It’s a landlord’s market. Renters are out in droves. There’s those that prefer to rent rather than own, the usual crowd on the market. Add to those all who were displaced from their homes due to the economic crash and lost jobs. Add to the market the many many people who lost their homes to foreclosure and short sale. Now you have a marketplace flooded with potential rental applicants. Landlords are doing a brisk business just looking at piles of applications.
What can you do to increase your chances at being the one application that stands out? Here’s a few tips.
1. Get Your references in order. Your landlord or his agent will be calling, so pick well and don’t be afraid to tell them what you’d like them to say. Many people would like a lead. One should be your past landlord, give a prospective landlord a taste of how you’d be as a tenant from one of his peers. “You were a great tenant and will be missed. You paid rent on time or before every month. You’re a quiet person and keep the place spotless too.” Co-workers and charities you support would be the next best bet. Now they get a feel for how dedicated and reliable you are and how stable, trustworthy & connected to the community/charitable you are. “Great worker, always on time. Always ready with a helping hand. Looking forward to years more working with ’em.” Friends and family would be your last bet. Not the most objective source for information on you(and your landlord and his agent know that.) but solid and with a lot of feeling. “A truly wonderful person, who I’ve known for years. Saint-like…..” You get my meaning.
2. Get your credit in order. It seems a shame landlords and their agents put such store in credit reports when such a preponderance of factors that lead to bad credit rule the day now. High Unemployment, Foreclosure, short sale and more lay in wait ready to assault good people’s credit rating. Of course there’s plenty of bad choices out there too. Bad credit resulting from missed payments and overspending, from late payments and lack of urgency and so on. Get a free credit report. You’re entitled to one per year. It also makes a big impression on a prospective landlord if you hand him a copy at your first interview. “Obviously, this one’s prepared and has nothing to hide.”, he thinks to himself. Find the blemishes and fix them. There are plenty of free credit counselors out there. Some problems can be fixed in a a month or less, depending on the issue and speed of agency updating.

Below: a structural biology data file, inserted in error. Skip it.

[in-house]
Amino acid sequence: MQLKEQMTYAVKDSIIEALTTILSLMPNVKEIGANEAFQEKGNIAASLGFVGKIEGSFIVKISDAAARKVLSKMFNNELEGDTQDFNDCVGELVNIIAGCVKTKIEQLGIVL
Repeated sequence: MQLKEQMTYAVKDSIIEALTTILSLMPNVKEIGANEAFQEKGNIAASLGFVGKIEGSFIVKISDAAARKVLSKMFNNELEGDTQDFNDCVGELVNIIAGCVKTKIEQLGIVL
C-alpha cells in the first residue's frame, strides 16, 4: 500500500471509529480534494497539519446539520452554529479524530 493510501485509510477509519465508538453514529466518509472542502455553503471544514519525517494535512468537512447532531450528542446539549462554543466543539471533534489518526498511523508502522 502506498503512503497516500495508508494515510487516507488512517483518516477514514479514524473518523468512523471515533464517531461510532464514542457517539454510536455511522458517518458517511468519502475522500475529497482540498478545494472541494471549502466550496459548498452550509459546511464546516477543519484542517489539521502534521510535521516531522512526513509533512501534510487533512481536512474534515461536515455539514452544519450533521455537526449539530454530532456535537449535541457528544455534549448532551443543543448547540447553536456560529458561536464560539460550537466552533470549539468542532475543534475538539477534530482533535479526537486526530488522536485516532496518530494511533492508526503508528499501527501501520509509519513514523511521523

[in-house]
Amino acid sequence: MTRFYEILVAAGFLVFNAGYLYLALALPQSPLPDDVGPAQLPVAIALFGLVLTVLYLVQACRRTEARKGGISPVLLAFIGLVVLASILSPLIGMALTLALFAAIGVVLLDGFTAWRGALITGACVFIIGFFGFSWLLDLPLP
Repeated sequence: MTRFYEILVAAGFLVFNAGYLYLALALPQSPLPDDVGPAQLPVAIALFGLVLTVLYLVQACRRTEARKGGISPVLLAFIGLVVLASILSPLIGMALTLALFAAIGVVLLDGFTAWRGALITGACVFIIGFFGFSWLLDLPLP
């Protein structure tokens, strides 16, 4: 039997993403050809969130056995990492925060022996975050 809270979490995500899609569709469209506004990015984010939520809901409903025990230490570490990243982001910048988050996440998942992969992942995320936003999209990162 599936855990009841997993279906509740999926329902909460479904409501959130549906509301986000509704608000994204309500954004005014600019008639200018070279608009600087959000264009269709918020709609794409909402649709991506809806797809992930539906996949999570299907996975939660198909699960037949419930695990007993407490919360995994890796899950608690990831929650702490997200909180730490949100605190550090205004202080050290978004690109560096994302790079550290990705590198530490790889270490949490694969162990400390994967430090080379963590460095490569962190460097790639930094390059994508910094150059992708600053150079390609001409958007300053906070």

3. Know what you want in an apartment. How many bedrooms/Baths?, Need an apartment that allows smoking? Have any Pets? How about Kids….Is lead paint an issue? Need lots of storage space? How about Parking? Measure the furniture you plan to take with you. Make sure it fits in the places you think you’d like to apply for.
4. Know which neighborhood you want. “I don’t care. Anywhere is fine.”, is a statement that makes me cringe. This is where you live. This is HomeBase for your life. How you live should be a known factor for a renter. A person should know whether they like a small town, big city or more rustic setting. They should know whether they want to be close to schools or shopping or hospitals. If they want to nearby good hiking trails, fishing holes or golf courses….See where I’m going here?
5. Are you a veteran? There’s tons of assistance and benefits out there for veterans. The VA is a big source, but not the only one. Your town veteran’s officer will be a great resource for what’s available from local government and private organizations. Many I’ve spoken too are too proud to accept help. If you’re a veteran, you’ve earned it. Take it.
6. What is the best range for you to pay in monthly rent? By stretching to the max, pinching every penny, you can afford a luxury apartment with all the trimmings you dreamed of. How long can you maintain that discipline and the lifestyle it demands? Instead of looking at Maximum possible rent, ask yourself what your comfortable spending. The amount you’re really looking for is what you can afford to spend on rent and live life the way you’d like. That balance is CRUCIAL to being happy there. All I’m saying is: That apartment better be pretty nice if you can’t afford to ever leave it.
7. Be prepared to question your prospective landlord. Good ones expect it at the interview stage. Here’s a couple of suggestions:
a. Are utilities included in the rent? If not are there providers that you recommend or have an arrangement with?
b. How is garbage storage & removal handled? Is recycling mandated or even available?
c. How are common area used? Can they be reserved for special events?
d. How are noise issues handled? Is it a quiet building?
e. What is the policy for overnight guests?
These items are a guide to help you search for an apartment or single family rental opportunity. For more information, contact your favorite Realtor (Me!) or real estate agent (Me, Again!). They’ll happily augment this list with market specific suggestions that will make for an easier, better targeted search and a smoother, more successful interview process. Good Hunting!
Thinking of selling your home? I have a passion for Real Estate and love to share my marketing expertise! Contact me today for a market analysis of your house!Lew McConkey
I service the following towns in South Shore MA: Whitman, Hanson, Brockton, Rockland, Abington, Pembroke, East Bridgewater, West Bridgewater, Easton, Weymouth, Braintree and Quincy MA.